In Part Two of this blog post, we take a look at the Austin Bomber’s possible motives. Please see Part One for background on the case.
Discussion of Motive
Austin Police Chief Brian Manley stated shortly after bombing suspect Mark Anthony Conditt’s suicide: “I know everybody is interested in a motive and understanding why. And we’re never going to be able to put a [rationale] behind these acts.” Manley also claims Conditt never referenced any racial or hate-oriented motivations behind the bombings (oh, really?). Still, something prompted Conditt to spend an inordinate amount of time researching, googling, planning, shopping, constructing, and implementing in order to carry out these bombings. This level of premeditation indicates that there is, in fact, a motive.
Manley claims Conditt’s video confession is the “outcry of a challenged young man.” Respectfully, I disagree. My life’s work is supporting and guiding ‘challenged young individuals’ who are struggling under the weight of mental health issues and never have I encountered someone with Conditt’s methodical callousness. Many of the individuals I provide counseling to are disenfranchised and lack the bountiful resources Conditt had available to him: a tight-knit family, a two-parent home, caregivers with enough financial resources to allow at least one of them to stay home to raise the four children, parents with enough financial resources to buy their barely-a-legal-adult, unemployed, community-college-drop-out son a parcel of land outside the hub of Austin and then build him a house on it. This is ridiculousness. Conditt had it made in terms of resources.
He also had it made in terms of privilege. He was a young, Caucasian male, relatively good-looking, with ample opportunities in life. So, what went wrong? Why was he “challenged” and “crying out?” Because of the privilege.
When the world tells you you’re special, when your parents raise you to believe that you are perfect, revered, above others in your life station, and can do anything — including bestowing your missionary visions and beliefs on other cultures — you start to believe it. But, when reality sets in and you find yourself incapable — or, worse: mediocre — a conflict emerges. The reality fails to reinforce the fantasy you’ve been spoon-fed since birth. You’re not special. You’re a college drop-out. You’re not perfect. You can’t even keep an entry-level job. You’re not the next savior of the world. You can’t even maintain a relationship.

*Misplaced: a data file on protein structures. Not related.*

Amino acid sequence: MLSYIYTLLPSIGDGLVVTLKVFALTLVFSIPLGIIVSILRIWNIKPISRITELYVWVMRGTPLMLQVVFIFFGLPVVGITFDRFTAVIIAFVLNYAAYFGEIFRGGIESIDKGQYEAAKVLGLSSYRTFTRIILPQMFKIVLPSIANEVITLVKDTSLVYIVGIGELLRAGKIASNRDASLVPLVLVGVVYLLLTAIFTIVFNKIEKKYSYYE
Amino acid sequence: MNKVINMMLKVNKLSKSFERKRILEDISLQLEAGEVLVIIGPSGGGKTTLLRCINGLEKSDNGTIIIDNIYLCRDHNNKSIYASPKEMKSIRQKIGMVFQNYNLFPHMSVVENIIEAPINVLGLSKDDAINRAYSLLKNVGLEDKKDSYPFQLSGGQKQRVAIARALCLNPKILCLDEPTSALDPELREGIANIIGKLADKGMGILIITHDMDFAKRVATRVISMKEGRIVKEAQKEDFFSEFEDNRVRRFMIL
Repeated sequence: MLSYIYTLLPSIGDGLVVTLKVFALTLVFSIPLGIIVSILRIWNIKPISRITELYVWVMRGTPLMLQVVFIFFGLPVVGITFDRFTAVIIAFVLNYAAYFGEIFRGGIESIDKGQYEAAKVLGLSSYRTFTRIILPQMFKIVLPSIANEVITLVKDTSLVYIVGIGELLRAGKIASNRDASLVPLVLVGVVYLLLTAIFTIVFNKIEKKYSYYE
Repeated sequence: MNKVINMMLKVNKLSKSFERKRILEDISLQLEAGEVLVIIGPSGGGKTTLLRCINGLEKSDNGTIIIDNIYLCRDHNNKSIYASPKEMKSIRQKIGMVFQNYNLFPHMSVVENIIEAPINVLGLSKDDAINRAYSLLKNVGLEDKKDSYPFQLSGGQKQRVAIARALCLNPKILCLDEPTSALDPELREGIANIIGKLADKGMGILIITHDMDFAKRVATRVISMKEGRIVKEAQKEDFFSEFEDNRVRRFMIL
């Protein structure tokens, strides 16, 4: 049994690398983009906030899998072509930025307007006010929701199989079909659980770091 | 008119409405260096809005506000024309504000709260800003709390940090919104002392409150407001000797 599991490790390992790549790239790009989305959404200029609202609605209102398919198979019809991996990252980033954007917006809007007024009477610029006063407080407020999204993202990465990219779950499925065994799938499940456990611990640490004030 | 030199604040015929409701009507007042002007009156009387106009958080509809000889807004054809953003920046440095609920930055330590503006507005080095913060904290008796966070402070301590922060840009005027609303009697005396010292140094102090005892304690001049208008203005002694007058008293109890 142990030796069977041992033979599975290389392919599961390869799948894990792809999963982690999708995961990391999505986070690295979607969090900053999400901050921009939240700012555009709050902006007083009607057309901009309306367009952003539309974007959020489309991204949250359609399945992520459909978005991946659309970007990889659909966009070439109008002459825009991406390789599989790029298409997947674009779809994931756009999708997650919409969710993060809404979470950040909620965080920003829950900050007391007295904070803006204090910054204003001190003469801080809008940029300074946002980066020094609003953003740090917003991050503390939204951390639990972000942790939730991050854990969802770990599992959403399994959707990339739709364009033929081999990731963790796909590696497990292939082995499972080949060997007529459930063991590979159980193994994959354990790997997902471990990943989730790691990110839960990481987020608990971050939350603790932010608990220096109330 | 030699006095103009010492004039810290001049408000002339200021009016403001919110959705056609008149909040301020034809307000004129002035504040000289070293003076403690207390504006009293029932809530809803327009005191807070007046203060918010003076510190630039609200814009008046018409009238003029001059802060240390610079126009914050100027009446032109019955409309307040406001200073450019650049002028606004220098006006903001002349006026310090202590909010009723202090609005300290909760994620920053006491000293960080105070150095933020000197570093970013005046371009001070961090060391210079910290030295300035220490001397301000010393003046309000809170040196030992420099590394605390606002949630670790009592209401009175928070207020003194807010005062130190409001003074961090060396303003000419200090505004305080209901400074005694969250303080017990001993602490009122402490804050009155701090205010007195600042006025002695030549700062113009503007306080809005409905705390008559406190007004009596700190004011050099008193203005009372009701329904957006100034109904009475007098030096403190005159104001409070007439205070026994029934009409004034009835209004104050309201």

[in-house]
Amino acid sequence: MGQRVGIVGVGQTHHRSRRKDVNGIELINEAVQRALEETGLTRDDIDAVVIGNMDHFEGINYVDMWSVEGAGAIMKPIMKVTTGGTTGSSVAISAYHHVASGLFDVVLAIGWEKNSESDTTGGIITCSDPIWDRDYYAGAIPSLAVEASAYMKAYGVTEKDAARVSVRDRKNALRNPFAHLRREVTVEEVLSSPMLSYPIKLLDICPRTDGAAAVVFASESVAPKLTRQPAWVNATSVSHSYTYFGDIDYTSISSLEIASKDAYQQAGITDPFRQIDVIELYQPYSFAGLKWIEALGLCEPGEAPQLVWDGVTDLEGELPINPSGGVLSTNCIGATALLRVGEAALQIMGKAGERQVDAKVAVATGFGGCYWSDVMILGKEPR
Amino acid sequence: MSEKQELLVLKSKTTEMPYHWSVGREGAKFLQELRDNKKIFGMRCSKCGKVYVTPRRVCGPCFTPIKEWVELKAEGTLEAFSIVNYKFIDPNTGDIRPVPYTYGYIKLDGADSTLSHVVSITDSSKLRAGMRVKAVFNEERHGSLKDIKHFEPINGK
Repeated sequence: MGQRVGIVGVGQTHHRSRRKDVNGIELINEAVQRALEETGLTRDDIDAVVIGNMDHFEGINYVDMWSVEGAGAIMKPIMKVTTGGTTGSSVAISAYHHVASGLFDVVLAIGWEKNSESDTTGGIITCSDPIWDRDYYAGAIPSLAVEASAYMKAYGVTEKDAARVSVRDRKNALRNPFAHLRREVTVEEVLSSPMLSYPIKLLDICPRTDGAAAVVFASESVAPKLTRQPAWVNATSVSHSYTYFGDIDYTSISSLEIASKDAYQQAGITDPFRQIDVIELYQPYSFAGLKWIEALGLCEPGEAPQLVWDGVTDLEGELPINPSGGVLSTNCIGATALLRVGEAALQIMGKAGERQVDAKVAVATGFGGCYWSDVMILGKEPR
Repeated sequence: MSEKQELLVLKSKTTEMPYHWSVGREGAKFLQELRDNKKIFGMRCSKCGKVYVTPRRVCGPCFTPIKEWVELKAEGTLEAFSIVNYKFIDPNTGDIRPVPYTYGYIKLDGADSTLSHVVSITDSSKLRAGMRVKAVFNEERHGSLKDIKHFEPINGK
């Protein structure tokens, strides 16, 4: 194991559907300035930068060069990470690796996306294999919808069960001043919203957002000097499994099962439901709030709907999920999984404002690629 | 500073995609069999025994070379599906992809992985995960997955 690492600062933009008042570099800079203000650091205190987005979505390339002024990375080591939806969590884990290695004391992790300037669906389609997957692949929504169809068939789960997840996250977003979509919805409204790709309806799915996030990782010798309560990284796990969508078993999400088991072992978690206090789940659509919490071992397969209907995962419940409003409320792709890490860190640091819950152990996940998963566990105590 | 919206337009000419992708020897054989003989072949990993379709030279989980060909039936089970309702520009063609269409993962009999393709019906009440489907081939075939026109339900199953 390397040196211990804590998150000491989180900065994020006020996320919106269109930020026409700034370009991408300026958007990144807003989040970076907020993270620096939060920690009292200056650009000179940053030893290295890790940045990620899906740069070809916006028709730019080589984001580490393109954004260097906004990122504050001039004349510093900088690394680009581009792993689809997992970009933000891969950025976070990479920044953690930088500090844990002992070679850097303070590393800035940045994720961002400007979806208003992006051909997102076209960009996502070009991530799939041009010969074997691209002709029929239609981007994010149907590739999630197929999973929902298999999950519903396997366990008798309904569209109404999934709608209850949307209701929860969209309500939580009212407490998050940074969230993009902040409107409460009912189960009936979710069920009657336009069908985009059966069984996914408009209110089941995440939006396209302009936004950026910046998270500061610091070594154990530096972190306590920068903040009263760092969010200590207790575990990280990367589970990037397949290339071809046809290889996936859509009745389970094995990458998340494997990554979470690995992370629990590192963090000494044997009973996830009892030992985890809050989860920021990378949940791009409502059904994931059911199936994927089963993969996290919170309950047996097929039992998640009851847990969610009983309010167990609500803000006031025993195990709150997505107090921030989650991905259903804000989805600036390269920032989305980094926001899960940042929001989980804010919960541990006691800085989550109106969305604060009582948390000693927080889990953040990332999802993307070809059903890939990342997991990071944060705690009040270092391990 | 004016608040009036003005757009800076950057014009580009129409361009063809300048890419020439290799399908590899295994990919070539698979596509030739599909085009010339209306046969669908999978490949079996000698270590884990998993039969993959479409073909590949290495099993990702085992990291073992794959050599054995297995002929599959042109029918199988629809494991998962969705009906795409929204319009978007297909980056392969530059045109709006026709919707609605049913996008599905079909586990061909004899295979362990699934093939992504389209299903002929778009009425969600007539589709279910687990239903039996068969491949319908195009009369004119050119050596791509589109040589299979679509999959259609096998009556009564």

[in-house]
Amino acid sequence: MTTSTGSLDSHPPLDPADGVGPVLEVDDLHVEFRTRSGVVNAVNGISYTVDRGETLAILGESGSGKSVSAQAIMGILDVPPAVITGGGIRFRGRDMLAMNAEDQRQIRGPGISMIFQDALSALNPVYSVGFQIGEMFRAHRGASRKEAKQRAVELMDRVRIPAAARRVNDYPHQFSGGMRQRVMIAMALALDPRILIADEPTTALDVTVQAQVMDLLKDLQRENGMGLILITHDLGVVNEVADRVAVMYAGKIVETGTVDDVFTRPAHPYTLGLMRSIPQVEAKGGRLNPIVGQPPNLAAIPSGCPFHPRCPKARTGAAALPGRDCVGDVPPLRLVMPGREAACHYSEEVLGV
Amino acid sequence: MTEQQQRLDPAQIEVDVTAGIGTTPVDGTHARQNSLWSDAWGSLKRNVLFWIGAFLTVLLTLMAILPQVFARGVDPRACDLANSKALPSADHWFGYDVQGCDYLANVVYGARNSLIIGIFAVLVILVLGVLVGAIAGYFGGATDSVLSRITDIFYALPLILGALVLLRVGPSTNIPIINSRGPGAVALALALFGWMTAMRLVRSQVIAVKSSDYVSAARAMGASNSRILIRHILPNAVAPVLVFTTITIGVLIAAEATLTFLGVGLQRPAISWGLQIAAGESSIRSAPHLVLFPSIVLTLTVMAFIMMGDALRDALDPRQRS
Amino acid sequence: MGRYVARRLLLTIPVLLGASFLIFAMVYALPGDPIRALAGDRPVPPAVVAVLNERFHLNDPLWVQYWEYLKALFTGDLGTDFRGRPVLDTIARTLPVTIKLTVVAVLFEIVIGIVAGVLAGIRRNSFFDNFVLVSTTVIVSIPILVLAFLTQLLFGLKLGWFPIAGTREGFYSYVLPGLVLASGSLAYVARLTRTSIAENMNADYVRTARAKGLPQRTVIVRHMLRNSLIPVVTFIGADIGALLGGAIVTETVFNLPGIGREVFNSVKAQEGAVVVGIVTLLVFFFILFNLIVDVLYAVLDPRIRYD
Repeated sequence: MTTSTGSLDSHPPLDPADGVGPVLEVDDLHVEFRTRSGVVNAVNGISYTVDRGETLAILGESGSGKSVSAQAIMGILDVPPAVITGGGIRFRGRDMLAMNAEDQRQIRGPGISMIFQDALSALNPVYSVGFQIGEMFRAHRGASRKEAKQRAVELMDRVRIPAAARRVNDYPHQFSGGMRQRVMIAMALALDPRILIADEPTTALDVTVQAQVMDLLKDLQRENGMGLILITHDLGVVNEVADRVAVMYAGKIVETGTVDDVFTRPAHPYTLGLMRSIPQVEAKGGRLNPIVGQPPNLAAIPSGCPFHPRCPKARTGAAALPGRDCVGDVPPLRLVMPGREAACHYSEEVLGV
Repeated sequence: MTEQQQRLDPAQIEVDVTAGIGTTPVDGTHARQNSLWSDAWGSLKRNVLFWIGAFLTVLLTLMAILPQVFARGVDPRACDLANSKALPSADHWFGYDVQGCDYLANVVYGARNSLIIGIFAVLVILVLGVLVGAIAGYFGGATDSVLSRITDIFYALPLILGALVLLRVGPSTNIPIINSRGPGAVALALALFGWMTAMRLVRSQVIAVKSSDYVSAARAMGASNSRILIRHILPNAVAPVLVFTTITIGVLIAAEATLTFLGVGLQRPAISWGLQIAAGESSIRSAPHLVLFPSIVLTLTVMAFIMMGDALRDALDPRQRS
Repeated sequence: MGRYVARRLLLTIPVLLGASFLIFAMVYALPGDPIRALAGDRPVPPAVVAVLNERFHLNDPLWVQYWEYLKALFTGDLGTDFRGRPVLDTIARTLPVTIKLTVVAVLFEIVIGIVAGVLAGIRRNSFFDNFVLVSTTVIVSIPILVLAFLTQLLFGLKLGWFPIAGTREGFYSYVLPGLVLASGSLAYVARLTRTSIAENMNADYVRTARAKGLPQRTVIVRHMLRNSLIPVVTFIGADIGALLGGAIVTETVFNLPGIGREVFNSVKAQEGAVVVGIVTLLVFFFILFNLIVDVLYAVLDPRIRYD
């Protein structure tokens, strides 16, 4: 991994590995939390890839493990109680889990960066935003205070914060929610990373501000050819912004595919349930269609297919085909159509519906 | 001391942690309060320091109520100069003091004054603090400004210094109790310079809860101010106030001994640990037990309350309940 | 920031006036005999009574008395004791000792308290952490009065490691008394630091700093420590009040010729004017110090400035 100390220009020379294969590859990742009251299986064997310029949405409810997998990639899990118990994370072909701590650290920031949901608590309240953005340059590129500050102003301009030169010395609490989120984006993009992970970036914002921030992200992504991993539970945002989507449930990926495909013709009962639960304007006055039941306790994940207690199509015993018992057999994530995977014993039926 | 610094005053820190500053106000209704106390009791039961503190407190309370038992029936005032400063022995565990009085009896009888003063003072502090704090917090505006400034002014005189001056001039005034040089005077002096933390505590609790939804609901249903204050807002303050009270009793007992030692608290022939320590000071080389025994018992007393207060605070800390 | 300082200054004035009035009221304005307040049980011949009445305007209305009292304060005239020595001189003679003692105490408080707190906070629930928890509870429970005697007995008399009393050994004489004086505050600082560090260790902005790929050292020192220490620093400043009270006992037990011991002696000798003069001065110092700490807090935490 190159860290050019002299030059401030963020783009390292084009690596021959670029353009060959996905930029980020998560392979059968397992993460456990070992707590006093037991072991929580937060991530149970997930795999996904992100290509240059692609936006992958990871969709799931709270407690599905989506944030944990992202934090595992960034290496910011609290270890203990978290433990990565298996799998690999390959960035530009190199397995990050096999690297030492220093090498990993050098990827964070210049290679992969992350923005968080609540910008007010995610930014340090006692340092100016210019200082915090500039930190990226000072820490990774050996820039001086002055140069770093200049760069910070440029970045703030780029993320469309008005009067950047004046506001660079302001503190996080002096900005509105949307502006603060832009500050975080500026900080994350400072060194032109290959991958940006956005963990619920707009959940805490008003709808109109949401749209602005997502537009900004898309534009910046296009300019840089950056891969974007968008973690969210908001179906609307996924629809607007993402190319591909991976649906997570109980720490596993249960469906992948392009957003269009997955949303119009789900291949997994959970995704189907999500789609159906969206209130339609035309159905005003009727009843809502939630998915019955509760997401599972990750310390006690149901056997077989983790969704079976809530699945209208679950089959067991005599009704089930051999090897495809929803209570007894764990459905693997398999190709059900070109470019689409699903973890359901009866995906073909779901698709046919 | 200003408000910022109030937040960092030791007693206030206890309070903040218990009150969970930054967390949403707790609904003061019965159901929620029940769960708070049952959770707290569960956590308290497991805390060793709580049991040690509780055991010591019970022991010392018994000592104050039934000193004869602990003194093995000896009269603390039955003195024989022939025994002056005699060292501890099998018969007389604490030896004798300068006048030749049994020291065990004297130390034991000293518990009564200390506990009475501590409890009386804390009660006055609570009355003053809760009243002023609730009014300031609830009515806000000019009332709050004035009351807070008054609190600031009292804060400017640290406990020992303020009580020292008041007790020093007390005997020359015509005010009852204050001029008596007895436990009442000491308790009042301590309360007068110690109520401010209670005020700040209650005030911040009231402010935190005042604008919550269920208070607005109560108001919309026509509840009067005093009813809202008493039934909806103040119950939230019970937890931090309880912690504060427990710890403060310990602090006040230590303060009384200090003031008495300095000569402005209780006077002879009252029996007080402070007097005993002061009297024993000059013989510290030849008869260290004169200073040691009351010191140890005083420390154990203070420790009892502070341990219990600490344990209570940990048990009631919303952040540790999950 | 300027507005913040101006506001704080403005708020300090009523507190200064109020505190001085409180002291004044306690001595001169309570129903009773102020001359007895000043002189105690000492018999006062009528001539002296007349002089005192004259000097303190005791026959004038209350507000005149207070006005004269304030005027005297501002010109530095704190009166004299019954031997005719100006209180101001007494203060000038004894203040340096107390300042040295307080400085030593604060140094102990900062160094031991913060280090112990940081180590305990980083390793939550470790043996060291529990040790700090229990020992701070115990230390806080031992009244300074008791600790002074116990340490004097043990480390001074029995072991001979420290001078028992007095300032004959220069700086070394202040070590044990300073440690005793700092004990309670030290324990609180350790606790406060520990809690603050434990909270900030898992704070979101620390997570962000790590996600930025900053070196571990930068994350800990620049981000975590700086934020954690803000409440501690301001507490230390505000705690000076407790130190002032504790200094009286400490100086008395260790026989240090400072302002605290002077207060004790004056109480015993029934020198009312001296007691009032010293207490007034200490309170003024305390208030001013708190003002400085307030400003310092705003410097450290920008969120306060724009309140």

What do young, Caucasian males do when the reality doesn’t match the fantasy? They use their station in life, their inherent privilege, in an entitled manner. They shoot up schools, send bombs to strangers, instill fear in others. Because they want others to feel the same helplessness and fear they experienced when they realized they don’t measure up. This isn’t mental illness. This is white privilege in its most basic, fundamental, stripped-down form: the delusional, self-justified ability to take another person’s life simply because your own is decidedly mediocre.
Whether or not Conditt specifically targeted his victims, it is clear that his own ineptitude collided dramatically with their inherent gifts and contributions to the Austin community.
At only 17-years old, Draylen Mason showed enormous promise. He was a gifted double bass player and outstanding student who had been accepted into the highly-competitive Butler School of Music and the University of Texas at Austin. In addition to playing in his high school orchestra and at church, Mason volunteered in a youth program called Austin Sound Waves which offers no-cost music lessons to under-served youth. The dean at his school said that Mason was “smarter on accident than most of us are on purpose.”
Similarly, Stephan Anthony House, 39, was by all accounts the kind of neighbor and citizen you’d want living next door. With prior experience as a hedge fund and private equity investment manager, he was currently employed at Texas Quarries and had once launched his own business. House was also father to an 8-year old girl who, horrifically, witnessed his death as he retrieved a compromised package from their front stoop. Despite being a talented finance professional, House appeared to devote his life to his beloved little girl and kept their relationship as his primary focus in life.
Mason and House’s varied talents, gifts, and ability to connect to others stands in stark contrast to Conditt’s isolated, unremarkable existence. It begs the question: were these individuals targeted because of the color of their skin — or because they represented something Conditt could never attain?